The last game of summer league did little to disprove any of our existing narratives of the team, as once again, solid play from the starters was summarily undone by a shaky bench unit whose members all gave firm credence to the notion that they were not part of the starting unit for a reason. Indeed, the Lakers played the Warriors to a draw for most of the game before riding an unusually hot batch of shooting to a big lead in the second quarter, as the offensive flow that has been fairly consistent for most of summer league finally began to result in baskets more consistently. Before the half, the Lakers had the Golden State offense completely stifled as the aggressive trapping defense that has been their mainstay all summer league was successfully stymieing their efforts. This all went to waste in the second half as Dan D'Antoni kept the bench unit out for an extended stretch in between the third and fourth quarters, allowing Golden State to climb back into the game and seize the momentum.
Now, we certainly shouldn't be criticizing DDA by any means in this context. As much as this game felt differently, summer league is summer league and there really wasn't any reason to keep on playing with such a clear divide formed between those who proved that they deserved camp invites and those not so much. An extra game wasn't going to propel Michael Snaer or Lazar Hayward back into the discussion or enable Lester Hudson to overcome the fact that the Lakers have way too many guys in the backcourt rotation for him to have a shot. If anything, the distribution of minutes and the fact that the starting lineup has been unchanged for four games after Marcus Landry replaced Mitchell Watt should indicate who the team feels can make it.
All that noted, we did get a rather unexpected surprise in the form of Travis Hyman, who had previously been rooted to the bench and got time tonight likely just because the end of the bench has served as a testing ground for the coaches to throw players into the mix and see how they performed. And Hyman certainly did, as even though he still possesses a very raw game and little refinement, he has great timing on blocks and an athletic NBA body for the five with decent lateral quickness. Time and time again, Hyman would sniff out players going at the rim and send their shot into the stands and he finished the night with five blocks in only fourteen minutes of play. He has a long way to go before getting into the league, but guys with his athleticism and shot blocking skills usually find a way to make it work.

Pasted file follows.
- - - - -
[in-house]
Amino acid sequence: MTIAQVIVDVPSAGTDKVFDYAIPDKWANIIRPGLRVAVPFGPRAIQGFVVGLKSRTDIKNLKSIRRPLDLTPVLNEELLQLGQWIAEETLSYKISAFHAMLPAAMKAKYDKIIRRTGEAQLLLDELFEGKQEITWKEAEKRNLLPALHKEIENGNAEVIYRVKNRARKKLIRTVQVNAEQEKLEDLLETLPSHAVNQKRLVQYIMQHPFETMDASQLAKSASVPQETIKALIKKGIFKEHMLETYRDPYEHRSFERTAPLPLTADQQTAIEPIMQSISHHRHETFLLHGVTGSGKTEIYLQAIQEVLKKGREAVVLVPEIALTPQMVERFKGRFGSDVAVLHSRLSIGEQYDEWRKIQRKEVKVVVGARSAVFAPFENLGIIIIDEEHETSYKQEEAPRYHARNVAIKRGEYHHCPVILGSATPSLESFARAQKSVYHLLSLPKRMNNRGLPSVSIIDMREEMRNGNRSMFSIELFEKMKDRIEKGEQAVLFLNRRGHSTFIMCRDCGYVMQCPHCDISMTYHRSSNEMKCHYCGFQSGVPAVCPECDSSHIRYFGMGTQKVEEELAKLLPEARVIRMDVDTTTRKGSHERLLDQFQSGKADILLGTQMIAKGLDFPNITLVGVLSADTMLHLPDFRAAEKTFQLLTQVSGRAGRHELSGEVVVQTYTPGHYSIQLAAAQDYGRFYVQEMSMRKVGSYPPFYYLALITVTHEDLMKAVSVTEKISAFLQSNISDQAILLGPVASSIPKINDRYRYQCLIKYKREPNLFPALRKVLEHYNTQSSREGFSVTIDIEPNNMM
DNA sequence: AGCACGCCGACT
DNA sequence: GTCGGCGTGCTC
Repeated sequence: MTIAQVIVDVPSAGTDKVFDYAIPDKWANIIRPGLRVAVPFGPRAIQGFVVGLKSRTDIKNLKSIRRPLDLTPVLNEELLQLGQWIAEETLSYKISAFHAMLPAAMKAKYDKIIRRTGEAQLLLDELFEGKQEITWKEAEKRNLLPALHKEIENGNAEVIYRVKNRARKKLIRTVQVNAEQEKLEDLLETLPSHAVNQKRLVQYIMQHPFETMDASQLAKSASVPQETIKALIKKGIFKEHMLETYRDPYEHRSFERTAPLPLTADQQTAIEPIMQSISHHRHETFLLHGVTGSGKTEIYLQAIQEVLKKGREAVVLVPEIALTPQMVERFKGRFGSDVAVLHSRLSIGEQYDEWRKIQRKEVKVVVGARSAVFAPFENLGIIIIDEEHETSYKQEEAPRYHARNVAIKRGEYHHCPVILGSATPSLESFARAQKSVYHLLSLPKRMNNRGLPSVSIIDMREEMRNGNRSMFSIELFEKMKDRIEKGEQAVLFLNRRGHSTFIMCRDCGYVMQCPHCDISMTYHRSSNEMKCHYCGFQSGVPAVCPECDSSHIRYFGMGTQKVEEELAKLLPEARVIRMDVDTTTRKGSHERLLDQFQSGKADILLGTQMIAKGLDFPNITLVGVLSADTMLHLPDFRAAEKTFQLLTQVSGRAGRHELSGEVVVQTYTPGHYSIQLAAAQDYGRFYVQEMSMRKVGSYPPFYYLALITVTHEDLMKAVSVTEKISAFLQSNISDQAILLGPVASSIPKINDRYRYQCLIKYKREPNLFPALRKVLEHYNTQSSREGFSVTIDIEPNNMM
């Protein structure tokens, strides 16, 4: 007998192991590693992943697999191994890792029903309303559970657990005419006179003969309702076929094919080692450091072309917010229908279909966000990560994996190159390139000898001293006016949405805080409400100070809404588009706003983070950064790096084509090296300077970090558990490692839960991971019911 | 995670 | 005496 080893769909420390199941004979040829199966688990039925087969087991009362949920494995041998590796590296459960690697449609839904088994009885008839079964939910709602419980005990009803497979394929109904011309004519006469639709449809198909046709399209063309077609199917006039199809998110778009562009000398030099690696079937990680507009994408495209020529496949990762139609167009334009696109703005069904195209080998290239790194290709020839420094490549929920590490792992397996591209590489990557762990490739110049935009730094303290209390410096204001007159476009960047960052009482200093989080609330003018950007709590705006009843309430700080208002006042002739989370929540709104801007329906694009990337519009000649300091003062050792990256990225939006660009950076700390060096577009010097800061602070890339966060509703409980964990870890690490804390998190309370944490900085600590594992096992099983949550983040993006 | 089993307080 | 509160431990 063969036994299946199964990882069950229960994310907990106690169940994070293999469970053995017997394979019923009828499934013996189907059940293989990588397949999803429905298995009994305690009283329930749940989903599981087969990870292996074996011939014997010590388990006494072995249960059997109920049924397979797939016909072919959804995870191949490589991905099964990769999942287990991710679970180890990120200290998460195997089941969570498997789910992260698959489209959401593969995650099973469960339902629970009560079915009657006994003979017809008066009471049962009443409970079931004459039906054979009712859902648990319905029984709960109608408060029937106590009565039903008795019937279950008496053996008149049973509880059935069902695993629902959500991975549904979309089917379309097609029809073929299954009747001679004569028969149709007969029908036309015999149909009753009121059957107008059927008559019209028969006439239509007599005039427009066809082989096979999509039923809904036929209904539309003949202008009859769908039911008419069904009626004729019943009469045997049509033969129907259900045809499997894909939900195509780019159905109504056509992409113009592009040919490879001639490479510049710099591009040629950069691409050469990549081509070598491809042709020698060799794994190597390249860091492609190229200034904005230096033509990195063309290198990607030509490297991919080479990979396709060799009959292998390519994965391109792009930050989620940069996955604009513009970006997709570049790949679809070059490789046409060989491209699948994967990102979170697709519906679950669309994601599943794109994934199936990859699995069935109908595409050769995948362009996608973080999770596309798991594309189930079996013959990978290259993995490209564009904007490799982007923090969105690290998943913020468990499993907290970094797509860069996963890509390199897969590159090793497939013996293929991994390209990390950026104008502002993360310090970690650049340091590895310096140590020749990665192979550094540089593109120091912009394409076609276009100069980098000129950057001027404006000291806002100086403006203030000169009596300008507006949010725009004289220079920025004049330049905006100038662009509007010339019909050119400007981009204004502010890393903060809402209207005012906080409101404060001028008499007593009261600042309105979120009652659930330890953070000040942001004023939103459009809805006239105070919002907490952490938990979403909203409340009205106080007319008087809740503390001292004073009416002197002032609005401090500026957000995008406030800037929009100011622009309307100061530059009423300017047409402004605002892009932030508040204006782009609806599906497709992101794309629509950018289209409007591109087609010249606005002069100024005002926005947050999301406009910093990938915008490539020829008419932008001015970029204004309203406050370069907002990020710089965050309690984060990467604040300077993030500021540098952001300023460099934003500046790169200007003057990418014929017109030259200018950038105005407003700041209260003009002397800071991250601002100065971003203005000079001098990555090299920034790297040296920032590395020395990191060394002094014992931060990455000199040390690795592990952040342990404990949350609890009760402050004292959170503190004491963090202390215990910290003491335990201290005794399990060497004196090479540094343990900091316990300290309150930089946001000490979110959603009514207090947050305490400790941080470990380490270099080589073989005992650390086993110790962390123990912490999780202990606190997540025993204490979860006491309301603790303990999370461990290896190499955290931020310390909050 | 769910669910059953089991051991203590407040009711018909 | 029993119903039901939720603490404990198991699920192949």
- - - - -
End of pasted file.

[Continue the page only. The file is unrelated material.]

As for the starters, the main story was Marcus Landry finally having his title of being the team's leading scorer every game stripped away by Lester Hudson and Elias Harris, although Landry definitely had a solid game in his own right, getting to the rim and hitting the long ball in an efficient fashion while covering the likes of Draymond Green very effectively on defense. Hudson ended up as the scoring leader with eighteen, but his lack of distributing chops and shoot first mentality for a point guard will cause problems for him as he tries to catch on to a team somewhere. Simply, he has the game of a two guard in a point guard's body and that's always been a big limitation for him. As mentioned above, it's hard to conceive of a reason to invite him to camp even for depth purposes because of how flooded the Lakers backcourt is.